Across their first two albums, Los Angeles duo Harmony Tividad and Cleo Tucker were disarmingly honest as they navigated all the ups and downs of growing up and trying to find their place amongst a world in flux.
Now approaching their third Girlpool full-length – following a string of top-notch tunes in 2018, including a collab with Dev Hynes – the pair return with an enviable confidence. “Cleo and I are breathing new life into our own voices,” explains Harmony.
Hey Harmony, Cleo, how have you found the year-and-a-half since your last album, ‘Powerplant’? Is everything okay in the Girlpool camp?
Harmony:Every period is a growing period no matter what – whatever I am doing, and however I am feeling, I find myself constantly being required to grow into myself more and more.
Cleo: A lot has happened, we’ve done a lot of travelling and moved back home to LA since it’s come out.
You’ve described it as a very transitional time for you guys, how did that impact ‘What Chaos Is Imaginary’? Was there much starting over as your thoughts, feelings or circumstances changed?
Harmony: I find myself coming into parts of myself I never thought I would. I can’t tell if this is growing up or just regular growth. Parts of myself I rejected for so long are being nurtured and strengthened, and I am learning to love new parts in myself.
Cleo: There wasn’t much starting over, Harmony and I knew the songs we wanted on this record by the time we were recording and arranging the tracks. I think this transitional period of Girlpool is reflected sonically on the album; there is different energy going song to song.
You dropped a lot of singles in 2018, did the reactions to the songs help shape the album at all?
Cleo:I wouldn’t say so!
How did you come to team up with Dev Hynes on ‘Picturesong’? Was it one you already had kicking about, or did you write it especially for the collab?
Cleo: We all wanted to make something together, so we just fucked around with something Harmony had already been working on.
How come it didn’t make the album?
Harmony: It just felt representative of a different time.
Cleo: We made that track before we started arranging and imagining the album.
What is it that marks out ‘What Chaos Is Imaginary’ as a step on from your previous work?
Harmony: Cleo and I are breathing new life into our own voices and also helping uplift each other’s, rather than it being a project of unison I feel like now it has truly bloomed into one of mutual support. These songs are songs we each wrote separately, and we worked together to record and arrange. It feels really good to turn this new page and begin to embrace all creative aspects and essences in ourselves in this record.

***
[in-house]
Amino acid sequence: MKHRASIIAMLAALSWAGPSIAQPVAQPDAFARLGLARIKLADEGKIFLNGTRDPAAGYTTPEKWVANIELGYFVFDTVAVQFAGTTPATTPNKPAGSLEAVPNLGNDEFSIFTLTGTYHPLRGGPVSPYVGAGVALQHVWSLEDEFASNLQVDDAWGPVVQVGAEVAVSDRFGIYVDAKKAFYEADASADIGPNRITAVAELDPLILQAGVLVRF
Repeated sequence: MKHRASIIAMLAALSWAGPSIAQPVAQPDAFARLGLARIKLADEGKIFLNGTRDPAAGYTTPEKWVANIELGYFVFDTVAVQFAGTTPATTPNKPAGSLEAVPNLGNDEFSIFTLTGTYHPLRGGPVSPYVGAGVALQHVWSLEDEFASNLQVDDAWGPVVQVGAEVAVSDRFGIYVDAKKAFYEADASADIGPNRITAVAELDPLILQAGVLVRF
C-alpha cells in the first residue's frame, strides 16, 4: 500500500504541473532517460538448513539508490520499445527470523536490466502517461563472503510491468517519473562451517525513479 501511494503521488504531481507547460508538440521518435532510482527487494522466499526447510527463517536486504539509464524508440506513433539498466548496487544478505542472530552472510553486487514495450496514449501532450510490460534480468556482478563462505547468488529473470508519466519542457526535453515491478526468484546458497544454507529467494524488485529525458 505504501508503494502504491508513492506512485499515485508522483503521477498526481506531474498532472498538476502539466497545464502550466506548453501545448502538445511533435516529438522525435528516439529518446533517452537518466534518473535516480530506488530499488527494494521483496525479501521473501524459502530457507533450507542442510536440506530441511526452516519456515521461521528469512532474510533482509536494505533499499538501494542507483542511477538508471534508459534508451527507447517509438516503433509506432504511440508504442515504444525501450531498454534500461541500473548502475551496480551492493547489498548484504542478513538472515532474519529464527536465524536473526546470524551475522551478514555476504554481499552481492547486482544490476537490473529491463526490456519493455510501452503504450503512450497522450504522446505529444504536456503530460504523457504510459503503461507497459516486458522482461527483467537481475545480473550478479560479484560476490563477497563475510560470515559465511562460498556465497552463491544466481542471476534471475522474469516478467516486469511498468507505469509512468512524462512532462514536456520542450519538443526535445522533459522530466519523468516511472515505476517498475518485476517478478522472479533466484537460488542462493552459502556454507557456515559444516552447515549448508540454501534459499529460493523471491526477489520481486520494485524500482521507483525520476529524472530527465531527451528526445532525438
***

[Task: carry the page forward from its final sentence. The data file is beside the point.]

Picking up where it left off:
Cleo: I think this album is more explorative and imaginary. It’s the first record Harmony, and I have made that is a collection of songs we have built separately from each other. Our collaborations happened mostly in production.
It must feel weird going from being teenagers to adults in the public eye. Are you more adept at dealing with the ins and outs of band life now, or were you always pretty savvy?
Harmony: It was very weird. I think we really had no idea what we were doing and the whole uprising of Girlpool as a project was very shocking.
Cleo: I look forward to disappearing on tour for a couple of months here and there… sometimes it does cause me to feel a bit disassociated from my home life. I think because I started to tour at a young and I now feel unbalanced without space away from home and with the music.
How aware are you of having a spotlight on what you do and say?
Harmony: I am not aware.
Have you been affected by the cynicism that can come with growing up and becoming more aware of the world around you?
Harmony: I feel like I wish cynicism could reach me more… I remain so bewildered and curious, sometimes to a fault. Seeing the light in people, while being a positive thing, also has led me to believe in purity and specialness in people that simply aren’t really fully that (though they may possess some qualities of that). I definitely have aspects of my personality that are jaded and aware, but I also find myself to be very tender.
Cleo: No, I don’t think so at all!
Has what it means to be in a band changed during your time in Girlpool, do you think? It seems like there’s much more pressure now to speak out on socio-political issues.
Harmony: I don’t know what it means to be in a “band” — it is such an amorphous term and can embody so many different relationships. However, I do feel that the most important thing for any living creature to do is to speak out to help others – regardless of any circumstance.
Cleo: It is always important to be aware and active within your own privilege of having a platform.
What are you excited about at the mo?
Harmony: I’m excited for the new music to come out, I’m excited to explore new ways to express. Expression for me feels like a way out of our body’s constraints that we don’t get to experience with our cognitive mind. It really is such a pleasure that we get to explore this metaphysical creative reality – it is truly unbelievable and so sacred.
Cleo: I’m excited to continue making music and share it with those who feel it too.
Taken from the February 2019 issue of Dork, out now. Girlpool’s album ‘What Chaos Is Imaginary’ is out 1st February.
Words: Sam Taylor